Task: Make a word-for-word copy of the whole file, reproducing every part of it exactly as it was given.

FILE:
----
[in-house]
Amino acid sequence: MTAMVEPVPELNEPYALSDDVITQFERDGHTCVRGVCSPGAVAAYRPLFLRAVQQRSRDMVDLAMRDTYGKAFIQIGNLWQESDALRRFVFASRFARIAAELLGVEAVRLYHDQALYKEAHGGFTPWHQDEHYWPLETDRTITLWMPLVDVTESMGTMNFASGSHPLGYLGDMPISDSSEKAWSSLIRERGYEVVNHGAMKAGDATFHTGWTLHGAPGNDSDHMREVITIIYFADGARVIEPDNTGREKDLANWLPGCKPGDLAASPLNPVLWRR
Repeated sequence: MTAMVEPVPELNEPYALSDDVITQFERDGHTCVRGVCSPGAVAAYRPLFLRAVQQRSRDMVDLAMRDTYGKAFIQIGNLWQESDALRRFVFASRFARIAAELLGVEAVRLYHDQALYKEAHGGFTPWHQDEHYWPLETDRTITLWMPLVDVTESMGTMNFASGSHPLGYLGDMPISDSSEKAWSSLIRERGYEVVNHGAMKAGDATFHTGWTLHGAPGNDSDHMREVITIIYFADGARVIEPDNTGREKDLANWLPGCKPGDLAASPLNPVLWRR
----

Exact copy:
[in-house]
Amino acid sequence: MTAMVEPVPELNEPYALSDDVITQFERDGHTCVRGVCSPGAVAAYRPLFLRAVQQRSRDMVDLAMRDTYGKAFIQIGNLWQESDALRRFVFASRFARIAAELLGVEAVRLYHDQALYKEAHGGFTPWHQDEHYWPLETDRTITLWMPLVDVTESMGTMNFASGSHPLGYLGDMPISDSSEKAWSSLIRERGYEVVNHGAMKAGDATFHTGWTLHGAPGNDSDHMREVITIIYFADGARVIEPDNTGREKDLANWLPGCKPGDLAASPLNPVLWRR
Repeated sequence: MTAMVEPVPELNEPYALSDDVITQFERDGHTCVRGVCSPGAVAAYRPLFLRAVQQRSRDMVDLAMRDTYGKAFIQIGNLWQESDALRRFVFASRFARIAAELLGVEAVRLYHDQALYKEAHGGFTPWHQDEHYWPLETDRTITLWMPLVDVTESMGTMNFASGSHPLGYLGDMPISDSSEKAWSSLIRERGYEVVNHGAMKAGDATFHTGWTLHGAPGNDSDHMREVITIIYFADGARVIEPDNTGREKDLANWLPGCKPGDLAASPLNPVLWRR